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Reverend Patrick Brontë (Drumballyroney, County Down, Irelandmarker, 17 March 1777 – 7 June 1861 in Haworthmarker) was an Irishmarker Anglican curate and writer, who spent most of his adult life in England and was the father of the writers Charlotte, Emily and Anne Brontë, and of Branwell Brontë, his only son.

Origins

He was the first of ten children born to Hugh Brunty and Alice McClory, in Drumballyroney (near Rathfrilandmarker), County Down. At one point in his adult life, he formally changed the spelling of his name from Brunty to Brontë. (See the article Brontë for theories for the change). Alice's grandson Kevin McClory also went on to be a film writer.

He had several apprenticeships (to a blacksmith, a linen draper, and a weaver) until he became a teacher in 1798 and eventually moved to Cambridgemarker in 1802 to study theology at St. John's Collegemarker. He gained his BA degree in 1806 and was appointed curate at Wethersfield, Essex, where he was ordained a deacon of the Church of England, and ordained into the priesthood in 1807.

Curate

In 1809 he became assistant curate at Wellington in Shropshiremarker and in 1810 he published his first poem Winter Evening Thoughts in a local newspaper, followed in 1811 by a collection of moral verse, Cottage Poems. The following year (1812) he was appointed school examiner at a Wesleyan academy, Woodhouse Grove Schoolmarker, near Guiseleymarker.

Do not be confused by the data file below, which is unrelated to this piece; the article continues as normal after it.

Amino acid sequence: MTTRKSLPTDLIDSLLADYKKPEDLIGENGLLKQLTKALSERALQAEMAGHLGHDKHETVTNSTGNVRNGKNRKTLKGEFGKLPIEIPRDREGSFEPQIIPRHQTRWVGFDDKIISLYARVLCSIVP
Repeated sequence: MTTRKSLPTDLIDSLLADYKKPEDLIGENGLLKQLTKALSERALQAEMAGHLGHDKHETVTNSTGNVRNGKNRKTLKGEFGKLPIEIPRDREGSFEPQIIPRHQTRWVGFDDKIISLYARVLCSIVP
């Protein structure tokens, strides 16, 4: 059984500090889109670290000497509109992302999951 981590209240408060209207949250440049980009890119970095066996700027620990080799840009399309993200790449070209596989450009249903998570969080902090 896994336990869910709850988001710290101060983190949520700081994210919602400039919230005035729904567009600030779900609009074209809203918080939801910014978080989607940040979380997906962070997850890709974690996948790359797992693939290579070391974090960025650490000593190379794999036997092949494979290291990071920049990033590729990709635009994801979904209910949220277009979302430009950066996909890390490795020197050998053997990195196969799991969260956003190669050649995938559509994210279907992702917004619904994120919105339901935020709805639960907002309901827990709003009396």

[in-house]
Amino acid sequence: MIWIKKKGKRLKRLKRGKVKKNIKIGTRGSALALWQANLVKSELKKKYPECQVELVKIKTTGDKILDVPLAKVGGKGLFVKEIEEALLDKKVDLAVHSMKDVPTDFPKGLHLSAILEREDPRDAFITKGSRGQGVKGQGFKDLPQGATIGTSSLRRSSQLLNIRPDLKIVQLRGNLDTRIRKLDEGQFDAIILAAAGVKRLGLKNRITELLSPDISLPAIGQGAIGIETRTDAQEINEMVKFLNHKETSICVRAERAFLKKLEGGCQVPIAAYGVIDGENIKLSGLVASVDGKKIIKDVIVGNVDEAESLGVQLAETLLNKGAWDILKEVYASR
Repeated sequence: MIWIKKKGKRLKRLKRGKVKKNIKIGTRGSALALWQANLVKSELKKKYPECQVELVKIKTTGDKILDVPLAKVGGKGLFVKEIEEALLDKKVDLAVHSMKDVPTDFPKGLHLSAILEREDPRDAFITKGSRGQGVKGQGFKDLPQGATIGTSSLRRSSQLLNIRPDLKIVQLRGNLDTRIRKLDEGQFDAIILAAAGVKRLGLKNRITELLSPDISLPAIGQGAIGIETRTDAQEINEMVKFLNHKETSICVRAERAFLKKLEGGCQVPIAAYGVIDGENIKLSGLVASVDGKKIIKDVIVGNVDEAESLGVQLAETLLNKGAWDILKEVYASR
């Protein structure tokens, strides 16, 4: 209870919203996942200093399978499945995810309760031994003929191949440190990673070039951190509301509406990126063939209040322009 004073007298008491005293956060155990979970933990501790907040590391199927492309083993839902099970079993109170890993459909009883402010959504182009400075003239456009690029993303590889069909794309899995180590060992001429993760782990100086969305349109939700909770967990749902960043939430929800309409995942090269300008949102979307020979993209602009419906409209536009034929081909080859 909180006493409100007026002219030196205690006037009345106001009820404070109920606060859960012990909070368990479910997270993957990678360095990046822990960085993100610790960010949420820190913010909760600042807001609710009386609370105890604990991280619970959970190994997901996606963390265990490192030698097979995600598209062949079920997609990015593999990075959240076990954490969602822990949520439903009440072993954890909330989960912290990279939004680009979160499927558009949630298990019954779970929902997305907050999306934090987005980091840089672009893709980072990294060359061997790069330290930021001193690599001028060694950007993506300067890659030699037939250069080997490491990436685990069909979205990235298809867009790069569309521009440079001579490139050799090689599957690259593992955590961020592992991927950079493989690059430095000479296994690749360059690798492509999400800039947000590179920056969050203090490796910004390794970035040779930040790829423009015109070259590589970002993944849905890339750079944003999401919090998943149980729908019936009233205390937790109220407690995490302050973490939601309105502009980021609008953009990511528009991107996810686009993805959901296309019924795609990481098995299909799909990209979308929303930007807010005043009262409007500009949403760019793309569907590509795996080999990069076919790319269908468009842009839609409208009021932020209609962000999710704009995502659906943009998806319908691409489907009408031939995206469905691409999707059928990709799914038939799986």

Family

At Guisely he met Maria Branwell (1783–1821), whom he married on 29 December 1812. Their first child Maria (1814–1825) was born after their move to Hartsheadmarker, Yorkshire, and their second, Elizabeth (1815–1825), after the family moved to Thorntonmarker. There the rest of the family were born; Charlotte (1816–1855), Patrick Branwell (1817–1848), Emily (1818–1848) and Anne (1820–1849). Patrick was offered the Perpetual Curacy of Haworthmarker in June 1819, and took the family there in April 1820.

His sister-in-law Elizabeth Branwell (1776–1842), who had lived with the family at Thornton in 1815, joined the household in 1821 to help look after the children and to care for Maria Brontë, who was suffering the final stages of cancer. She decided to move permanently to Haworth to act as Patrick's housekeeper.He was responsible for the building of a Sunday School in Haworth, which he opened in 1832. He remained active for local causes into his old age and between 1849 and 1850 organised action to procure a clean water supply for the village, which was eventually supplied in 1856.

After the death of his last surviving child, Charlotte, nine months after she married, he co-operated with Elizabeth Gaskell on the biography of his daughter, and was responsible for the posthumous publication of Charlotte's first novel The Professor in 1857. Charlotte's husband, Arthur Bell Nicholls (1819–1906), who had been Patrick's curate, stayed in Patrick's household until he returned to Ireland after Patrick's death in 1861.

Under the collective title Brotherly Sisters, Terence Pettigrew tells the Brontë story in fifty-three individual narrative poems. The collection starts with their father's farewell to his native Ireland in 1802 (The Road From Drumballyroney) and ends with a poignant description of Anne Brontë's death, in Scarborough, in 1849 (Do Angels Feel The Cold ?).

References

  1. Banbridge, Culture Northern Ireland


Further reading

  • The Letters of the Reverend Patrick Brontë Edited by Dudley Green Foreword by Asa Briggs (Nonsuch Publishing Ltd 2005)
  • A Man of Sorrow: The Life, Letters, and Times of the Rev. Patrick Brontë, John Lock and Canon W.T. Dixon, (1965)
  • The Brontës, Juliet Barker (1995)
  • Charlotte Brontë: Evolution of Genius Winifred Gerin,(1967)
  • The Letters of Charlotte Brontë (3 vols, edited by Margaret Smith), (1995–2003)
  • The Book of General Ignorance, Foreword by Stephen Fry (Mackays of Chatham, plc 2006)


External links




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